On a personal note, this little script actually got me started on a larger journey - involving two additional steps.

Once I had a basic anagram finder, I started looking at adding other word games into the package. This forced me to do some optimization around the underlying algorithm using several articles I found on Python data structures and processing performance. In the process, I was able to learn a lot about how to benchmark the memory usage and CPU speed for a Python program. While the final product was much more complicated, it was a lean, mean "word searching machine".

While I was building the class object, I was also learning about several python web frameworks for work and wanted to find a safe test project. Once I built the word search class object, I used a web framework to link a URL Route (/solveword) to a class method (solve-word function). This provided me with the server-side chassis for a word game solver website (the first "production grade" solver I wrote is here, a fancier version of the solver is here). I gave a talk on this project at my local Python meetup (overview and slides are here). This series of steps actually prompted me to learn a lot more than Python - HTML, CSS, Jquery, basic devops, etc.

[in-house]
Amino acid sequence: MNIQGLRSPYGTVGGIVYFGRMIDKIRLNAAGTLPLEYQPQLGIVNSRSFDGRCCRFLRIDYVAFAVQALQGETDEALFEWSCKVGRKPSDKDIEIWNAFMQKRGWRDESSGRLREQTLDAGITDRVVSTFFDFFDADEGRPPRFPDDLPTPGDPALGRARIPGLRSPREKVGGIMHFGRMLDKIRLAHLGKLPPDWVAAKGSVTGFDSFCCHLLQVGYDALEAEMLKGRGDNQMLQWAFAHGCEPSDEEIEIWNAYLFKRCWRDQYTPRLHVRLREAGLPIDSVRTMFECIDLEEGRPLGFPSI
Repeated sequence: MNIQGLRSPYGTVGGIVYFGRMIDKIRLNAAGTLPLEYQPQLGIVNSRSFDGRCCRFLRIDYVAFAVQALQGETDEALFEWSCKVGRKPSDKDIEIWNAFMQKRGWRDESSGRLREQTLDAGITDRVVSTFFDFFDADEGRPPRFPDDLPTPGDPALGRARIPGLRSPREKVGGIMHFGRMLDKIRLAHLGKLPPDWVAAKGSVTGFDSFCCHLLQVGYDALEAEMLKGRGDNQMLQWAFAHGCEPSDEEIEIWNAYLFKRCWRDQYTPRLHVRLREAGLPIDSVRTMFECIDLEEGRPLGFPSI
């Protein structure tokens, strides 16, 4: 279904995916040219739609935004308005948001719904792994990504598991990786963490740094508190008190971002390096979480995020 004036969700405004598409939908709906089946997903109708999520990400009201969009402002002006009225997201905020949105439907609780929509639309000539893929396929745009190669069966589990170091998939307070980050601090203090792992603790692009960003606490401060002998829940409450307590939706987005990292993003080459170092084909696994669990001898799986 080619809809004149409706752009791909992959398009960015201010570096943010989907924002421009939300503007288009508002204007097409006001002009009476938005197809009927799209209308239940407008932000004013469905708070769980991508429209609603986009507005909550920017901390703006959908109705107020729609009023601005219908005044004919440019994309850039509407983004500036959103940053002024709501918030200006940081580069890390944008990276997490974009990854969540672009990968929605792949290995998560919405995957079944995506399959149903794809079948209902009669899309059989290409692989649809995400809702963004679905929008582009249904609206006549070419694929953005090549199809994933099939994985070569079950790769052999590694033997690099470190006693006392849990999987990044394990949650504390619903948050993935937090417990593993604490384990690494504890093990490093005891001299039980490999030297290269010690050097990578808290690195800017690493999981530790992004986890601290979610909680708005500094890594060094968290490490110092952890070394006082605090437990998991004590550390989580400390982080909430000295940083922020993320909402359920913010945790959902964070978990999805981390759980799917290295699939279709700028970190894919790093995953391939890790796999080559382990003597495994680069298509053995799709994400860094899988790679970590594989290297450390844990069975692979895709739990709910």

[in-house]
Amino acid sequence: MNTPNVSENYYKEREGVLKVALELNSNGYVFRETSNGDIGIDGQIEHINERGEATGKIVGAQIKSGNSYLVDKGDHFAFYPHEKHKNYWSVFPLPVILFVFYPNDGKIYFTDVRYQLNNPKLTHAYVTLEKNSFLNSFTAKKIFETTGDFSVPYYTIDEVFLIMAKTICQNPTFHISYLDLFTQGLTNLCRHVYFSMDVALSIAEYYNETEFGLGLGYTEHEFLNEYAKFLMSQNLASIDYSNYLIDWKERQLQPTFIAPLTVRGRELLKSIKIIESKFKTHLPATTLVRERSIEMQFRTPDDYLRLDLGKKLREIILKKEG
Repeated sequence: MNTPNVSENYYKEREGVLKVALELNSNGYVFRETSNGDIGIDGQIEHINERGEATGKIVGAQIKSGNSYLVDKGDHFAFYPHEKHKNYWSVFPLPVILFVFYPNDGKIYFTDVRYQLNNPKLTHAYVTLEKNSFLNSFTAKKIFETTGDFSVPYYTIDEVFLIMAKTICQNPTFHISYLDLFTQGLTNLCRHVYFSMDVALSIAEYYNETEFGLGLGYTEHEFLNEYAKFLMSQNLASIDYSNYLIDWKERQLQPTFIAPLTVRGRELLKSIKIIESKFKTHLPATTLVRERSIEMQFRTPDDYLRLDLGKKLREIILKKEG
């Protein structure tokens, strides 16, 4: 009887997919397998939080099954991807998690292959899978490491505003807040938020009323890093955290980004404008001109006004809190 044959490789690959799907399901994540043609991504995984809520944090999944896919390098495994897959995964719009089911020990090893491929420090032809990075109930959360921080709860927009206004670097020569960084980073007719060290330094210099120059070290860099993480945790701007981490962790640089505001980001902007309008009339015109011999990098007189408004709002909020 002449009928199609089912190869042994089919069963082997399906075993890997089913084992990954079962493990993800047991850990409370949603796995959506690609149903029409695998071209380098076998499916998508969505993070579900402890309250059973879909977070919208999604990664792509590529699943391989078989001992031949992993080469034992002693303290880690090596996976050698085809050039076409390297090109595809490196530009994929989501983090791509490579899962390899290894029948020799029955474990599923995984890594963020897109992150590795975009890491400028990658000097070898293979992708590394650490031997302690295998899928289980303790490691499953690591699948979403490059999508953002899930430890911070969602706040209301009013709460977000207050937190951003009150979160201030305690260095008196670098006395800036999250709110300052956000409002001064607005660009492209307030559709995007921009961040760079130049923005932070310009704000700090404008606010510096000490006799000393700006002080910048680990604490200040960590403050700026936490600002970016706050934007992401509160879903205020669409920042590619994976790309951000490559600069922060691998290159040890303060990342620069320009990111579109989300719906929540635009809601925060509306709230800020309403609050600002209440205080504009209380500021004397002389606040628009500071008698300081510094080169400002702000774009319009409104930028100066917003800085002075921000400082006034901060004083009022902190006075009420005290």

Don't be afraid of taking little steps when learning a new language. Little steps and silly problems (eg. anagram finding, finding palindromes, many of the other Project Euler exercises) are frequently the gateway to working on more serious applications. Having "code in production" tends to prompt you to create more code - forcing you to learn more than you ever expected about topics you never knew existed until they were suddenly relevant to bringing your baby to life. Silly little steps sometimes can turn into respectable deliverables....